JT: The pressure is on to have that reliable grid and so I think from the Bentley standpoint we actually take this from multiple different perspectives. We are helping utilities maintain their current grid infrastructure, while also providing them with the tools to design new facilities with resilience and reliability. We design new distribution systems, new substations, and we're able to build those with the proper structural capabilities and the right types of protective devices. We really start to introduce new technologies like IoT devices, different sensors, different ways to predict when you're going to have a type of an outage, and so there’s a focus on what we can design new with the best in mind and the strongest reliability in mind. But I think at the same time, we have to try to make sure that we can maintain the current grid, maintain, the miles and miles of infrastructure that's out there that has basically grown organically over time.

That’s really where we start to have two-pronged approach, ensuring that reliable grid today remains stable and also then plan for the future. You mentioned the recent federal policies that now provide additional funding that starts to be inserted towards some aspirations that I think utilities have had over the years. Now they have the ability to start really thinking about those, and part of that comes in treating the grid as truly interconnected. Traditionally, Matt, we've seen that some utilities consider themselves just distribution or just transmission. We know that from the generation side of power through transmission through the substations into distribution and all the way to the customer’s meter that really should be treated as an interconnected grid, and there's so much more now that can be done when you look at it as a as a whole instead of just the sum of the parts.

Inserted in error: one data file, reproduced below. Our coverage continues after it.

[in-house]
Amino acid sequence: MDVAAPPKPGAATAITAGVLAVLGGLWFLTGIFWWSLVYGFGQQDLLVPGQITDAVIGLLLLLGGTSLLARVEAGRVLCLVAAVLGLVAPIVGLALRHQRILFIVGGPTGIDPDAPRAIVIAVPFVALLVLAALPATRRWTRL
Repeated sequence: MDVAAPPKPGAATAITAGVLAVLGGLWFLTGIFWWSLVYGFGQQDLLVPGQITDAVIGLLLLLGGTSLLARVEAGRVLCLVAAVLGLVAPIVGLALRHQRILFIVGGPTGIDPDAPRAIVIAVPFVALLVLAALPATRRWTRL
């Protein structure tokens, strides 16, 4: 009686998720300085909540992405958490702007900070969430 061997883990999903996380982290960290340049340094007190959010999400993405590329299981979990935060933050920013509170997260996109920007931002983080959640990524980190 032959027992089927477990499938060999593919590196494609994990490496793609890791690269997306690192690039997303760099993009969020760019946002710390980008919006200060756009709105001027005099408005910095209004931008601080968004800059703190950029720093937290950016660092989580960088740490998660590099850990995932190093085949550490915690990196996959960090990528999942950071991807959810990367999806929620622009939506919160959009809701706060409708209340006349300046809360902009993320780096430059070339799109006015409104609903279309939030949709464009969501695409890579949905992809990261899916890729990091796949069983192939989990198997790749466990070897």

MC: So tell us what Bentley Systems is doing that’s unique in this area. 

JT: We're helping utilities design substations with the structural integrity and the right equipment, especially protective devices. We’re assisting utilities in both greenfield construction, as well as maintenance and operations in brownfield situations, both with safety as a top priority. We're making sure that these substations are also available for expansion over the years, because what we have seen is some utilities who have placed hundreds of substations on their networks find themselves constrained in many cases for expansion, especially as we look at distributed energy where you have sources coming in from solar on roofs. What we have to make sure is that we have the ability to design for the future.

For example, we have partner in Australia called Essential Energy. They have close to 400 substations that are dispersed through the outback of Australia and to do operations and maintenance on these substations, it's very important to know what you have currently and the type of room that you have for expansion. And in some cases, it takes a lot of time, energy, effort, and money to get out to these substations just to figure out what's out there currently today. And so before you roll a truck 400 kilometers into the outback you’d better make sure you have what you need to do the job the first time you go. So, what we've seen Essential to do now is using our ContextCapture technology to fly their substations with drones, using photogrammetry and in some cases also ground based data capture techniques to develop and capture a very detailed and accurate 3D model representation of their substation. By doing this on all of their substations around Australia, what you have now is the capability to have that model as the foundation for your digital twin. It's very important to know specifically and in great detail what you have out there so that the time that you're spending on site is not wasted

At that point, you can start to think about expansion and what’s possible next: what type of operations, what type of maintenance needs to be done? We see reality data coming in through ContextCapture, and we also see massive datasets being managed with our ProjectWise application. Then they’re able to perform other detailed design work with our OpenUtilities Substation application. And again, all of that then can live on to be that foundation of digital twin as we move forward.